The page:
Although Rodin never installed his massive Gates of Hell doors at the museum that commissioned them, the project was a fertile ground for many other sculptures (the Gates themselves showed up in several places, just not where they were originally intended). Most famous is The Thinker, but other bits also stepped out and became free-standing pieces.
This one, representing Paolo and Francesca, doomed lovers from Dante's Inferno, appeared in early maquettes of the Gates. Rodin decided they were too happy for their surroundings, and took them out of the final version. But never one to waste a good concept, he rendered them in terra cotta here and eventually in a larger marble version.
My favorite spinoff is The Three Shades, who stand at the very top of the Gates, pointing to the ominous words "abandon hope, all ye who enter here." They're actually identical triplets, each one cast from the same mold, but turned so that they each seem different. The telltale of identical casting is to look for some distinctive mark or blob (perhaps deliberate, perhaps a trace of the casting process) and see if it's replicated. Here I noticed a big welt on the back of the left calf, the same on all three guys.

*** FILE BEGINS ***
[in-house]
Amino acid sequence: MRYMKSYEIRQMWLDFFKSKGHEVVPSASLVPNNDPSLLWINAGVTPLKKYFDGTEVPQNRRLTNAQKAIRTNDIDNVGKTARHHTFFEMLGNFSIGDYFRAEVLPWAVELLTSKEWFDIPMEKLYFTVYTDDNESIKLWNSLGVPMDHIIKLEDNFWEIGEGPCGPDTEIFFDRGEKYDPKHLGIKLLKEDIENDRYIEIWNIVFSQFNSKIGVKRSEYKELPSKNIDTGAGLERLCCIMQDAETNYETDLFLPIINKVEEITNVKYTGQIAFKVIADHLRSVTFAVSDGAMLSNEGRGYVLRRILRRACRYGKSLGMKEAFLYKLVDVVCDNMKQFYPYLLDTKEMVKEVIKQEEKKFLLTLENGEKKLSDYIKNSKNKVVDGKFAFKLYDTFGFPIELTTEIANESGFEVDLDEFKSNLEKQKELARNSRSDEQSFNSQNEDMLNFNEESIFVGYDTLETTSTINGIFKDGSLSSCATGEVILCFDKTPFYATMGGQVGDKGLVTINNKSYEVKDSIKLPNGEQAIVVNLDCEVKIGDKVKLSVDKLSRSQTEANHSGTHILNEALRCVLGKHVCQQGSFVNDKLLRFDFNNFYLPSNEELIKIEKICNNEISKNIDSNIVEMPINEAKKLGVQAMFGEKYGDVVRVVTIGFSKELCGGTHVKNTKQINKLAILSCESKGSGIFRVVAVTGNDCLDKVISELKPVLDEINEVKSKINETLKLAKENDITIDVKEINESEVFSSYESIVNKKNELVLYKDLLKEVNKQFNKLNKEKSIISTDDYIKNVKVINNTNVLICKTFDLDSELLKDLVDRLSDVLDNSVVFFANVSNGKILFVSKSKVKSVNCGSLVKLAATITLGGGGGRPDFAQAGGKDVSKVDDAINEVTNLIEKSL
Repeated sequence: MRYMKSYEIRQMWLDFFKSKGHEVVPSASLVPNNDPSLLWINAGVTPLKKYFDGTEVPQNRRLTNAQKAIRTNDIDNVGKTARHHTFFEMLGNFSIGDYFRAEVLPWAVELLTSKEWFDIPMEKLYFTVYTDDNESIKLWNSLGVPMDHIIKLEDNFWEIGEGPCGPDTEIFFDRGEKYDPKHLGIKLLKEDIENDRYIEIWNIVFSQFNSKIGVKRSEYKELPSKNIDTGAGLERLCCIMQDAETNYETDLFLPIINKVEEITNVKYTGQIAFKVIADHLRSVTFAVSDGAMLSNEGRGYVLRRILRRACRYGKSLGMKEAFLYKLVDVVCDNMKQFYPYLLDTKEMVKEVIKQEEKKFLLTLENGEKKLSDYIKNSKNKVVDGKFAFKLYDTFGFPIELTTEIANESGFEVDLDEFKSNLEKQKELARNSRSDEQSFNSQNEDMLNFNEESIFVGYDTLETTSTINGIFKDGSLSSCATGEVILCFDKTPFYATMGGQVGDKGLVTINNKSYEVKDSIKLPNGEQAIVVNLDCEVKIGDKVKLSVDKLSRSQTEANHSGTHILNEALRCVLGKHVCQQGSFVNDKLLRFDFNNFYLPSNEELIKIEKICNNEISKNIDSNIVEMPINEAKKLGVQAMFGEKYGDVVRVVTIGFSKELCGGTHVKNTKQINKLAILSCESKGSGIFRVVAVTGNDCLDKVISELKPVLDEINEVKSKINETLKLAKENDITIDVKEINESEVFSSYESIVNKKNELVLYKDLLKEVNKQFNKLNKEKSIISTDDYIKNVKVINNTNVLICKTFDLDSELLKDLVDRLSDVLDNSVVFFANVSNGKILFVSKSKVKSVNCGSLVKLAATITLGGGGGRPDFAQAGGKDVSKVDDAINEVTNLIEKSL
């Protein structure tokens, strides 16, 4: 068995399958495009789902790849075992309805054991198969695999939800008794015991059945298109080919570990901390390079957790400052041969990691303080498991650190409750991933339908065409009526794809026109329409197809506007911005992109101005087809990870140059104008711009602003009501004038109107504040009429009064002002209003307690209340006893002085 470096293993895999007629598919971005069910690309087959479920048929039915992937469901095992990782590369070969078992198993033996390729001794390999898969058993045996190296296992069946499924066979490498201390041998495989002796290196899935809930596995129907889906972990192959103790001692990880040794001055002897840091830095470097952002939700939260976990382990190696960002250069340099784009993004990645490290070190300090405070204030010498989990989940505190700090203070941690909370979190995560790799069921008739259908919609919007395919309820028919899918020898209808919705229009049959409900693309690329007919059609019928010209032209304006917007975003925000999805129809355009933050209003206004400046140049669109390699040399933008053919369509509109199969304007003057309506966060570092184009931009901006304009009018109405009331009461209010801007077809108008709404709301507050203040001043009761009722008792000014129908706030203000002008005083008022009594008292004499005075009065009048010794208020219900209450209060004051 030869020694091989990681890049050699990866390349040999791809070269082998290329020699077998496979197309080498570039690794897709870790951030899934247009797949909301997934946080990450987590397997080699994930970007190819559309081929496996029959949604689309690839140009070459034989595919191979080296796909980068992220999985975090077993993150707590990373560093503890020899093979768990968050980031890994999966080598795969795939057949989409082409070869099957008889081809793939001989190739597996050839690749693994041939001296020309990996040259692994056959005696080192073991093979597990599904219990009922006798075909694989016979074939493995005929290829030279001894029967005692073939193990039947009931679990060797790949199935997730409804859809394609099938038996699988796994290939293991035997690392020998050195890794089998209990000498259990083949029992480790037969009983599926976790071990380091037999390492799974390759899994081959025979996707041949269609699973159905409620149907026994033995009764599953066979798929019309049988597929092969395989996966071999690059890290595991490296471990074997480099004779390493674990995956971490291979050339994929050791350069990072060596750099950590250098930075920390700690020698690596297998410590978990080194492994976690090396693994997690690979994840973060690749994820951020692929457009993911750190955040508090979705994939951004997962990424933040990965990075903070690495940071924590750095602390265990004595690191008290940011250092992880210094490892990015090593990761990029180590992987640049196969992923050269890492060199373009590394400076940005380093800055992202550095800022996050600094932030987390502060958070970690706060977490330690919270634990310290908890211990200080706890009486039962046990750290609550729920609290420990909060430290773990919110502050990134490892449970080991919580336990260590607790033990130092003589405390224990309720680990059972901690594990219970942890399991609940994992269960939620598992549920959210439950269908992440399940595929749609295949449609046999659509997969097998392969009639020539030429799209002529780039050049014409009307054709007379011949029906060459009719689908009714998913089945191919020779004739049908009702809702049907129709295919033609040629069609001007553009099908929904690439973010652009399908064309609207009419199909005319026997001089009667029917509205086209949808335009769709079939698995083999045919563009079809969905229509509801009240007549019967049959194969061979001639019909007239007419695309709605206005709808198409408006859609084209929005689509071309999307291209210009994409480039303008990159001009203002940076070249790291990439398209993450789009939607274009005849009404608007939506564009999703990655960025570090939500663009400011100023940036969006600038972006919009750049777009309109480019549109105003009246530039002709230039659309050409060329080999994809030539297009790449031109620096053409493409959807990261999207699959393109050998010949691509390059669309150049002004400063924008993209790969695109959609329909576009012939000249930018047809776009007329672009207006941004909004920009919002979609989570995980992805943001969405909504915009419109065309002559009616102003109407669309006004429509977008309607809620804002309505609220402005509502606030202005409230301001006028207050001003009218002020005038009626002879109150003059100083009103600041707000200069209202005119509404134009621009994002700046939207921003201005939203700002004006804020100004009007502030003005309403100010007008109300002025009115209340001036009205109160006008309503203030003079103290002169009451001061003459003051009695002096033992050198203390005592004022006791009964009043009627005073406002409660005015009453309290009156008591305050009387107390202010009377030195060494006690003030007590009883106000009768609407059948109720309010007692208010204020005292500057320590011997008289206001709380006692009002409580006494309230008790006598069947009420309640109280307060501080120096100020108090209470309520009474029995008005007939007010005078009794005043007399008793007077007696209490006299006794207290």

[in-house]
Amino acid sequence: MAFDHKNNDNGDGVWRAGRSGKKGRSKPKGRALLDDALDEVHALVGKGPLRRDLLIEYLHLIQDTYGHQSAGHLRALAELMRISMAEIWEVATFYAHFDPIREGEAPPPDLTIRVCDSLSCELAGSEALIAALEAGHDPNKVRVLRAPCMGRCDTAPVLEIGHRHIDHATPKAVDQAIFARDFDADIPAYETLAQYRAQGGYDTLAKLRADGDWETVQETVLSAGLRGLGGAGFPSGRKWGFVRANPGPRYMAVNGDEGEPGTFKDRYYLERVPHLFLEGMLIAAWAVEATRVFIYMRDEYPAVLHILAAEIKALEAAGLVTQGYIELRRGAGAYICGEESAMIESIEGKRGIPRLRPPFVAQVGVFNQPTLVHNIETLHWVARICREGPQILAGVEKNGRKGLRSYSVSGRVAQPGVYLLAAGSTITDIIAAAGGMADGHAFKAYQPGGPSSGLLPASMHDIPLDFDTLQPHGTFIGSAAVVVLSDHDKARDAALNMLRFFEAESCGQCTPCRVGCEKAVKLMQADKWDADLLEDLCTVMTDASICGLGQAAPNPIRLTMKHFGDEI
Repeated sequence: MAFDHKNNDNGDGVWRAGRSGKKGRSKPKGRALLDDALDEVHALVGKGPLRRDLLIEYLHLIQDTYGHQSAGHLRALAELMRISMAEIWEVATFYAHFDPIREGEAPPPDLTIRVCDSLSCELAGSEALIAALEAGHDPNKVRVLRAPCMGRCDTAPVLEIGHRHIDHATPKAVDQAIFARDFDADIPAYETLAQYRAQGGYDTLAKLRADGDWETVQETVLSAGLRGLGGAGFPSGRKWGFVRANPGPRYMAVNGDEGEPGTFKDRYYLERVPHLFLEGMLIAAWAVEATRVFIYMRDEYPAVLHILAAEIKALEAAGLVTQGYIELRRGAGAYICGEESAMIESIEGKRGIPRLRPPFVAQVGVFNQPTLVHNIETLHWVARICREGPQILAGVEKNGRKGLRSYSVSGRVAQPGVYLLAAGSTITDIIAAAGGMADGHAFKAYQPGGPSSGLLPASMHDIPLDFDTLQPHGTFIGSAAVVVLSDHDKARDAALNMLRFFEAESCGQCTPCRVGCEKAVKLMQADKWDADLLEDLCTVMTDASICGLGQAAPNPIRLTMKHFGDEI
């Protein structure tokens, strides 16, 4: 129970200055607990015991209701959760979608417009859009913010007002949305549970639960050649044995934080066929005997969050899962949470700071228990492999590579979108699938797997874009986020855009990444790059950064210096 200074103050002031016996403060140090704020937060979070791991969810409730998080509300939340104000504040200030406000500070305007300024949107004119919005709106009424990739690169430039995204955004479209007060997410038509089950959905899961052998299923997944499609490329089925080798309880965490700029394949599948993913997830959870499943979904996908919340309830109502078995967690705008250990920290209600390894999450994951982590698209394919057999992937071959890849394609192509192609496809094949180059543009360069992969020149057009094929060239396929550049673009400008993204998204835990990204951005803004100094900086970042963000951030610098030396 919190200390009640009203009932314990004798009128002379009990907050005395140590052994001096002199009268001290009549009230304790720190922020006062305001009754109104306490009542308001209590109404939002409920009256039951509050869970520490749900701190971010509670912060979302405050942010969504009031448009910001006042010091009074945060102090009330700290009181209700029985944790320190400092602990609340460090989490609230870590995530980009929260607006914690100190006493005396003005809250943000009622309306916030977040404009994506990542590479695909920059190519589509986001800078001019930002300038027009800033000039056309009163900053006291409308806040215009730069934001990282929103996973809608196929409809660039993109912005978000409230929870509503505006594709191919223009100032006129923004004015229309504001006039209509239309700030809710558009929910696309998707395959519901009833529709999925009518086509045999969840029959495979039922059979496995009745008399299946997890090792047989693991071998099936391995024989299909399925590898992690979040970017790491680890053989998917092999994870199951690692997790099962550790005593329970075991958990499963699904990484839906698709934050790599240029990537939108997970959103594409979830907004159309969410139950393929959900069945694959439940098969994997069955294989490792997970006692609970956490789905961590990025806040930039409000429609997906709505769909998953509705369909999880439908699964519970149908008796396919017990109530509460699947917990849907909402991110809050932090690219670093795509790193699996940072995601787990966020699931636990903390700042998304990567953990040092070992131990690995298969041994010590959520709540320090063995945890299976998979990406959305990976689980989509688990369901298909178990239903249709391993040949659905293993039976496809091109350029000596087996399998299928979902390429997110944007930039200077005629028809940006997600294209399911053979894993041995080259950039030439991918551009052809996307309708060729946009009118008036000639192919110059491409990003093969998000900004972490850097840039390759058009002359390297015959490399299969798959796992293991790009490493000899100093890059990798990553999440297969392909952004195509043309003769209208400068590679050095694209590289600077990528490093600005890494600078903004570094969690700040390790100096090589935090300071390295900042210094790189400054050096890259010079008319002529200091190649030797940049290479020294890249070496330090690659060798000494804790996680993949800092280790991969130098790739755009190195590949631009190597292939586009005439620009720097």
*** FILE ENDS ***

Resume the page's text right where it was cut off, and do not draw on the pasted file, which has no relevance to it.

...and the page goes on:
Since learning more about Rodin's many multiples, I've been thinking a lot about the nature of bronze-cast sculpture, where the artist isn't closely involved in the actual making of the work. He may hover about the foundry (or in Rodin's case, send helpers to check on the casting) but it's not his hand any more at the end of the process. Did it make the sculptor nervous to turn over his baby to somebody else to finish? Was it exhilarating to order up dozens of Thinkers to populate the world? (Just like The Boys from Brazil.) Why do I lose respect for some artists who outsource the making of their work to others, but not for Rodin?